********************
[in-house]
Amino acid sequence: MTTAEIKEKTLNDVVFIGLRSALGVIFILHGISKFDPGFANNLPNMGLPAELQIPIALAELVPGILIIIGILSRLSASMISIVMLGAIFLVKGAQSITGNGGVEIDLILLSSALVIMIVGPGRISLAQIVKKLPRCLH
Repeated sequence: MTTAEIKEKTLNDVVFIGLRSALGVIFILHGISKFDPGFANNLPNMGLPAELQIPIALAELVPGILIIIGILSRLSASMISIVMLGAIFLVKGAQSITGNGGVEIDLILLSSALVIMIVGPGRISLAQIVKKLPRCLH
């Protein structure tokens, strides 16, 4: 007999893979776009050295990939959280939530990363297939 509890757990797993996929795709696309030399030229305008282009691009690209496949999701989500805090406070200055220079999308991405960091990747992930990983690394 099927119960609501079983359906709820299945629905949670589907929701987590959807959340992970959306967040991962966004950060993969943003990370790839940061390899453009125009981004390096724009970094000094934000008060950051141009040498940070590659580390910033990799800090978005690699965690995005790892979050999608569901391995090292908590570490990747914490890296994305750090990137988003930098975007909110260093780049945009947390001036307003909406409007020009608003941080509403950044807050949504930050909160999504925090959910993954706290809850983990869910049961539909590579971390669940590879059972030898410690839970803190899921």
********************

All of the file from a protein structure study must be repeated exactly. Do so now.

[in-house]
Amino acid sequence: MTTAEIKEKTLNDVVFIGLRSALGVIFILHGISKFDPGFANNLPNMGLPAELQIPIALAELVPGILIIIGILSRLSASMISIVMLGAIFLVKGAQSITGNGGVEIDLILLSSALVIMIVGPGRISLAQIVKKLPRCLH
Repeated sequence: MTTAEIKEKTLNDVVFIGLRSALGVIFILHGISKFDPGFANNLPNMGLPAELQIPIALAELVPGILIIIGILSRLSASMISIVMLGAIFLVKGAQSITGNGGVEIDLILLSSALVIMIVGPGRISLAQIVKKLPRCLH
């Protein structure tokens, strides 16, 4: 007999893979776009050295990939959280939530990363297939 509890757990797993996929795709696309030399030229305008282009691009690209496949999701989500805090406070200055220079999308991405960091990747992930990983690394 099927119960609501079983359906709820299945629905949670589907929701987590959807959340992970959306967040991962966004950060993969943003990370790839940061390899453009125009981004390096724009970094000094934000008060950051141009040498940070590659580390910033990799800090978005690699965690995005790892979050999608569901391995090292908590570490990747914490890296994305750090990137988003930098975007909110260093780049945009947390001036307003909406409007020009608003941080509403950044807050949504930050909160999504925090959910993954706290809850983990869910049961539909590579971390669940590879059972030898410690839970803190899921």